Like the film noir detectives that came before him, Jake exhibits some of the common traits of a hard-boiled private investigator. He appreciates crass jokes, shows a willingness to get violent with both men and women who cause him trouble, and never lets physical threats scare him off a case. Unlike the traditional private eye, however, Jake can be disarmingly human. Though he isn’t scared by physical threats, he is susceptible to them and spends a good portion of the film wearing a large nose bandage. He starts the movie reluctant to take on a job he feels won’t satisfy a client. Unlike most Hollywood private eyes, Jake tends to be wrong more often than he is right, missing important information and putting clues together incorrectly.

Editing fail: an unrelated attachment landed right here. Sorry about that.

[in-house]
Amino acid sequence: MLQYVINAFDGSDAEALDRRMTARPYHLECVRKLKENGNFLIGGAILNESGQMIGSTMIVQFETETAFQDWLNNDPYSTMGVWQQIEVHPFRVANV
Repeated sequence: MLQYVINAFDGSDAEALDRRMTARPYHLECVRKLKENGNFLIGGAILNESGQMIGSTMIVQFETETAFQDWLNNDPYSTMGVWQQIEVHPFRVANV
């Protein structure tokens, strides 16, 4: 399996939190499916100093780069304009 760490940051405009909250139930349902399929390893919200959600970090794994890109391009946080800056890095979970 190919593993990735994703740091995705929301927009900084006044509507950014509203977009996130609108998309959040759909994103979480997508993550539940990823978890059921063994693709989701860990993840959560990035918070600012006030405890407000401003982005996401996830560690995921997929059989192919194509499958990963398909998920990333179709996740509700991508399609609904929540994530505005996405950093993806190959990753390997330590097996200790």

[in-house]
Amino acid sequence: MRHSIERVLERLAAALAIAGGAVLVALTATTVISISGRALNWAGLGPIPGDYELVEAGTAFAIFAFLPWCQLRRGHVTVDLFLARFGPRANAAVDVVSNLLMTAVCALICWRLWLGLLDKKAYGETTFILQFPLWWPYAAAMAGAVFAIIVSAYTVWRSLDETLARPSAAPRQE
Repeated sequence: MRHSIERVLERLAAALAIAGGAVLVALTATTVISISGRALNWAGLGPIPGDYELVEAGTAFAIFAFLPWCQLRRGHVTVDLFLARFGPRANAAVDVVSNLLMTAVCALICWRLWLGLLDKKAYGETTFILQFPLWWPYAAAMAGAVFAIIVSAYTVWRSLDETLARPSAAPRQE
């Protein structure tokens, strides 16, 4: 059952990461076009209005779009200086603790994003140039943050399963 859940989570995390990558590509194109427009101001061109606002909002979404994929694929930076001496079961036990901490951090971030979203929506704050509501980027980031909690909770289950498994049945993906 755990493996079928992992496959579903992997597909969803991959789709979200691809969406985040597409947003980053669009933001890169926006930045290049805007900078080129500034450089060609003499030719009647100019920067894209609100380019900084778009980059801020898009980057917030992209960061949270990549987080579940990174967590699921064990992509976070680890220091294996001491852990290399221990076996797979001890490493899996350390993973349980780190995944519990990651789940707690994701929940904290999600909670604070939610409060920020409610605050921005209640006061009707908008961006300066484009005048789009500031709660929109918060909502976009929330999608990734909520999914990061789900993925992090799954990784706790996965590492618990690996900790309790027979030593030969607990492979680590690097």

The element that brings depth to Jake’s character is his odd inability to comprehend the larger picture. Nicholson subtly weaves in this shortcoming as his character develops, mainly through tantalizingly vague references to Chinatown, where the corrupt stay corrupt and everyone is supposed to look away. Jake was never very good at looking away, no matter how much trouble it caused him. Sadly, this also tends to cause trouble for other people, especially Evelyn Mulwray. Jake is a man perpetually in over his head.